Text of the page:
When it comes to candle wax, there are four main types used in candle making: paraffin, soy, palm, and beeswax. Each wax type has unique properties that offer different advantages and disadvantages for the finished product. Let's take a closer look at some of the most known waxes available.
Paraffin wax is a petroleum-based candle wax that is easily accessible and economical for candle makers. It melts quickly and cools slowly, which can help prolong the candle's burning time. On the downside, paraffin candles may produce smoke or soot when burned incorrectly and release volatile organic compounds (VOC) into the air. These candles tend to be the cheapest and havea. killer scent throw but it's at the cost of air quality and craftsmanship.
Made from hydrogenated vegetable oils such as soybean or coconut. Soy wax burns slower than paraffin, making it an excellent choice for candle makers. This wax also has a low melting point, making it easy to work with and pour into candle molds. It is also non-toxic and biodegradable, making it an environmentally friendly option. Soy candles come from renewable soybeans, while paraffin candles come from limited fossil fuels. While some farming practices can be questionable, they aren’t as damaging to the land and waterways as drilling for oil.
At CGC, we use a coconut wax blend that is colorless and odorless and made from cold-pressed coconut meat or coconut oil mixed with soy wax. It is considered one of the best and healthiest types of wax to make candles because it doesn't produce as much soot as the other types.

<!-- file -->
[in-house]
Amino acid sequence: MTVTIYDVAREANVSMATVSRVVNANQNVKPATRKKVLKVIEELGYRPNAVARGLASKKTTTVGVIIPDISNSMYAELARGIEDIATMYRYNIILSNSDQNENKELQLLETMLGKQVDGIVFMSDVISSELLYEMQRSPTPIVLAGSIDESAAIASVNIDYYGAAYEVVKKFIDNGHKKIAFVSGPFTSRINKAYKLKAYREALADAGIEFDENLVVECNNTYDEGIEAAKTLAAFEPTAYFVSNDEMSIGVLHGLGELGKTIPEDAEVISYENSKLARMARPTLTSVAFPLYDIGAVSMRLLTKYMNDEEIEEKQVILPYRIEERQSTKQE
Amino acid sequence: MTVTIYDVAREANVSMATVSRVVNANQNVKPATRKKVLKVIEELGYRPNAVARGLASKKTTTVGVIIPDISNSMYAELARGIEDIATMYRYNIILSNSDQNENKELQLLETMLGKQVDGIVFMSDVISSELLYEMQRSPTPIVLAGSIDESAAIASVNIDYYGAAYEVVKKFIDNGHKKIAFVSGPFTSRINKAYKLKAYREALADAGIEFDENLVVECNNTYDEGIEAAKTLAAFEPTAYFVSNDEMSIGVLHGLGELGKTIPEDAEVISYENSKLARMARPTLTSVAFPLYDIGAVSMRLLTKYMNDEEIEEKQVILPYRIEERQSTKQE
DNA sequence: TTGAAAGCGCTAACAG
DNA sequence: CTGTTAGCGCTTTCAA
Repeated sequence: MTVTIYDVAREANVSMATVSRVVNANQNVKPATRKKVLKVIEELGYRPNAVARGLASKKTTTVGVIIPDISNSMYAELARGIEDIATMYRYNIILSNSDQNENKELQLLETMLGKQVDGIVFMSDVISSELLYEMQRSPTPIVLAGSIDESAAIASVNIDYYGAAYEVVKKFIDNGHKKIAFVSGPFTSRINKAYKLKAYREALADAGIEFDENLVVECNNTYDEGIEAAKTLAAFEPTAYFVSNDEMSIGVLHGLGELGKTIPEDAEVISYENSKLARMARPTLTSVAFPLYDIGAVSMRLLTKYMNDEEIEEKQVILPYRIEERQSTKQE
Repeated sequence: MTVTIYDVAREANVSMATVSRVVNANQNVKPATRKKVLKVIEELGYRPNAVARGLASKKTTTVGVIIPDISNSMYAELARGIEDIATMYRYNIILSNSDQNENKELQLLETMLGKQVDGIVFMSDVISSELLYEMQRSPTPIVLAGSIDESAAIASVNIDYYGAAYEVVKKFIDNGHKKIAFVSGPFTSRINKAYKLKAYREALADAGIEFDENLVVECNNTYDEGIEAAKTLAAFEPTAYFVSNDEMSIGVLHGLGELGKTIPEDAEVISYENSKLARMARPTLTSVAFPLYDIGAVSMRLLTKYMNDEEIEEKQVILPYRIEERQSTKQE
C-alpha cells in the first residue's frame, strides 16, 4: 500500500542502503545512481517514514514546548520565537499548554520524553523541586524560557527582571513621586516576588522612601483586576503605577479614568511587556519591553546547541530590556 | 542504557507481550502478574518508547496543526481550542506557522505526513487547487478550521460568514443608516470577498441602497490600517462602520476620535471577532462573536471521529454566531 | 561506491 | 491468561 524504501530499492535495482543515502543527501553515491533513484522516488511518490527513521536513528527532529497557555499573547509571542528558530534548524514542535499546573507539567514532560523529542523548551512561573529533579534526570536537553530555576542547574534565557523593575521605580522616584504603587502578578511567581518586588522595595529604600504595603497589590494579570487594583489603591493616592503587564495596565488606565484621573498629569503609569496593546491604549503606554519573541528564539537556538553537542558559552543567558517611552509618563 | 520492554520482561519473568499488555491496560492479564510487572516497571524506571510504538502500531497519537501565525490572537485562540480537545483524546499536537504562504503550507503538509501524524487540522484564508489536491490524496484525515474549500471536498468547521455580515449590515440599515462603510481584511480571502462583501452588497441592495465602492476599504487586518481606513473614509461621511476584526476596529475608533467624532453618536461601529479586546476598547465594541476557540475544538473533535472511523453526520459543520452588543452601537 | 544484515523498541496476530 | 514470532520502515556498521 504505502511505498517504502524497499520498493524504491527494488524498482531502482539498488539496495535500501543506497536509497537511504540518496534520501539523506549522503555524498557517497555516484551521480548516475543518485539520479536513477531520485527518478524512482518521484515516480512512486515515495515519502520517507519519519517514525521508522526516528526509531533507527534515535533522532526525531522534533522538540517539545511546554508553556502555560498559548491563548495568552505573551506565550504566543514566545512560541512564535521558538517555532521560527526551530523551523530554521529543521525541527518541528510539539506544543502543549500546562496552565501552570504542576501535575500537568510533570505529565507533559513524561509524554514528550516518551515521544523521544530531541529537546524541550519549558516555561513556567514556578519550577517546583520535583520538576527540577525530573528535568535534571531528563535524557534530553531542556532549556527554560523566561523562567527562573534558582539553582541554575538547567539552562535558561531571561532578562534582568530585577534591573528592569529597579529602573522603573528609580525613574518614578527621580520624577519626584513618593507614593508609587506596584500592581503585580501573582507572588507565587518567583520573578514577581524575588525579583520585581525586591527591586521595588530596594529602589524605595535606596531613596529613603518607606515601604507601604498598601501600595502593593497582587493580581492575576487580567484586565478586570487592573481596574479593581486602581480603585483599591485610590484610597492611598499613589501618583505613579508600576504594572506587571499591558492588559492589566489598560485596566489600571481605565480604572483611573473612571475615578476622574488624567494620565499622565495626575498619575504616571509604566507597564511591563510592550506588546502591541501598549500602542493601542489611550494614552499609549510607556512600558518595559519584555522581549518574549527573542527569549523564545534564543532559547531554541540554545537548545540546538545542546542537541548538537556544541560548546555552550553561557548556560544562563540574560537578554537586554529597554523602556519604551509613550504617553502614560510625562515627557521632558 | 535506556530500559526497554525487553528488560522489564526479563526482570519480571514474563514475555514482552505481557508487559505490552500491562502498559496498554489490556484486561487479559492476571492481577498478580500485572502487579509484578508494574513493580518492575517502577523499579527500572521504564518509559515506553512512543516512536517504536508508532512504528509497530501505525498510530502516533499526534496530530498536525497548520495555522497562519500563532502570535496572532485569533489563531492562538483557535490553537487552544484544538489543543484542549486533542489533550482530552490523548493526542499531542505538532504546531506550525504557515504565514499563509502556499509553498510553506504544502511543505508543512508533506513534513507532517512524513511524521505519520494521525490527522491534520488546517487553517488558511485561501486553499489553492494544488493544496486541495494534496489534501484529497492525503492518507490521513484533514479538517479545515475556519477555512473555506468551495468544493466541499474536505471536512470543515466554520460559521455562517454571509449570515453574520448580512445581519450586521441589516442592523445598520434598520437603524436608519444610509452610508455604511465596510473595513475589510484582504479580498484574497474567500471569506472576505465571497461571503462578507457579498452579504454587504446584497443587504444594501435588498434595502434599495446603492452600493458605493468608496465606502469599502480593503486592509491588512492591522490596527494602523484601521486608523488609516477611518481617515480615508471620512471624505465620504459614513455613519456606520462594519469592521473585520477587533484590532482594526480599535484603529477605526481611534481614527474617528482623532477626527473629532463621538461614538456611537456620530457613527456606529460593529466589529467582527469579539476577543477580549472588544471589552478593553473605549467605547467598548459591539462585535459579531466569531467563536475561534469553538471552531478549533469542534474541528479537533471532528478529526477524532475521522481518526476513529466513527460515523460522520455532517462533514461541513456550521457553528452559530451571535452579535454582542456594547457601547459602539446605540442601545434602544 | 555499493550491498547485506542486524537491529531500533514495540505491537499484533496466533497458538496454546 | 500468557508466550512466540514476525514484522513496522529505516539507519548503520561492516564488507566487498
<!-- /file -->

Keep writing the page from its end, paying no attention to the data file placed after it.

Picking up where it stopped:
Made from hydrogenated palm oil and produces beautiful crystalline patterns when lit. It can be harder to find than other types of candle wax but provides an excellent scent throw when used in candle making. The downside to palm wax is that it tends to burn faster than paraffin or soy waxes, so candle makers may not get as much burning time from their candles.
The downside is palm wax production has big environmental issues. Land is being cleared out to grow palm trees (from which palm oil and wax are derived) and this harsh deforestation has a dramatic impact on biodiversity. It also generates a big amount of CO2 emissions.
One of the oldest candle waxes available and is naturally derived from bee hives. Beeswax burns slowly and cleanly, releasing a pleasant honey scent when lit. It also has a higher melting point than other waxes, making it harder to pour into candle molds and increasing the candle’s burning time. The downside is that beeswax can be expensive and may need to be blended with other waxes for a better candle-making experience.
Beeswax is controversial as commercial beeswax operations may be considered cruelty-free if harvesting is done at a slow rate, with enough of the hive left intact so as not to harm the overall colony. Make sure to check where your candle wax is harvested and ask about that process.
Each type of candle wax offers unique advantages and disadvantages; candle makers should experiment with different types of wax to find the best one for their candle-making needs. When selecting candle wax, they should also consider environmental factors such as biodegradability, VOCs, and sustainability. With careful consideration and experimentation,